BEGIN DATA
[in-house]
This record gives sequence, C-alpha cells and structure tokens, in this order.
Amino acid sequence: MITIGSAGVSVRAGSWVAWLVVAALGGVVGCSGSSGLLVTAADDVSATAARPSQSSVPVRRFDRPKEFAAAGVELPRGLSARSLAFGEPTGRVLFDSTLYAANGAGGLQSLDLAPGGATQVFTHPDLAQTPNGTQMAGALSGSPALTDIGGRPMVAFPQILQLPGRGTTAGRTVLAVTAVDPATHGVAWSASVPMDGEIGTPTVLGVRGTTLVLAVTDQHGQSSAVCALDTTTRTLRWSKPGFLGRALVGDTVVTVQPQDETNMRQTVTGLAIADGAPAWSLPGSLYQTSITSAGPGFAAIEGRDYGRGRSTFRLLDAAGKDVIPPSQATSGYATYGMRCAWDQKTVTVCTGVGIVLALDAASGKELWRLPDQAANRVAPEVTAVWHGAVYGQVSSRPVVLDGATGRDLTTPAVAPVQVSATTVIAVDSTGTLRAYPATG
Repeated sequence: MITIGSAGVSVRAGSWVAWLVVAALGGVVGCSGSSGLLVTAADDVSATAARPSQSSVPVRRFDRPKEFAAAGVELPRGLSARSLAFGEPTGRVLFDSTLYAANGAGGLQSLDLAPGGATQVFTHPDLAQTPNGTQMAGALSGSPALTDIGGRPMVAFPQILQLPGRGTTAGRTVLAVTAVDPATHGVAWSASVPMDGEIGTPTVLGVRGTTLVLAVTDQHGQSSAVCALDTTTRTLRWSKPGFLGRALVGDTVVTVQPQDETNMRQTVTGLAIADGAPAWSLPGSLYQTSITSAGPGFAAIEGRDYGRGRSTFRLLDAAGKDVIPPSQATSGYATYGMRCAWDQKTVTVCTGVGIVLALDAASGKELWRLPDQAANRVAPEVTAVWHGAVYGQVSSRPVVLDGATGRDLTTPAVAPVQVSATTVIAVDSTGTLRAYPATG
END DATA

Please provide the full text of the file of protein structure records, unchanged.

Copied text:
[in-house]
This record gives sequence, C-alpha cells and structure tokens, in this order.
Amino acid sequence: MITIGSAGVSVRAGSWVAWLVVAALGGVVGCSGSSGLLVTAADDVSATAARPSQSSVPVRRFDRPKEFAAAGVELPRGLSARSLAFGEPTGRVLFDSTLYAANGAGGLQSLDLAPGGATQVFTHPDLAQTPNGTQMAGALSGSPALTDIGGRPMVAFPQILQLPGRGTTAGRTVLAVTAVDPATHGVAWSASVPMDGEIGTPTVLGVRGTTLVLAVTDQHGQSSAVCALDTTTRTLRWSKPGFLGRALVGDTVVTVQPQDETNMRQTVTGLAIADGAPAWSLPGSLYQTSITSAGPGFAAIEGRDYGRGRSTFRLLDAAGKDVIPPSQATSGYATYGMRCAWDQKTVTVCTGVGIVLALDAASGKELWRLPDQAANRVAPEVTAVWHGAVYGQVSSRPVVLDGATGRDLTTPAVAPVQVSATTVIAVDSTGTLRAYPATG
Repeated sequence: MITIGSAGVSVRAGSWVAWLVVAALGGVVGCSGSSGLLVTAADDVSATAARPSQSSVPVRRFDRPKEFAAAGVELPRGLSARSLAFGEPTGRVLFDSTLYAANGAGGLQSLDLAPGGATQVFTHPDLAQTPNGTQMAGALSGSPALTDIGGRPMVAFPQILQLPGRGTTAGRTVLAVTAVDPATHGVAWSASVPMDGEIGTPTVLGVRGTTLVLAVTDQHGQSSAVCALDTTTRTLRWSKPGFLGRALVGDTVVTVQPQDETNMRQTVTGLAIADGAPAWSLPGSLYQTSITSAGPGFAAIEGRDYGRGRSTFRLLDAAGKDVIPPSQATSGYATYGMRCAWDQKTVTVCTGVGIVLALDAASGKELWRLPDQAANRVAPEVTAVWHGAVYGQVSSRPVVLDGATGRDLTTPAVAPVQVSATTVIAVDSTGTLRAYPATG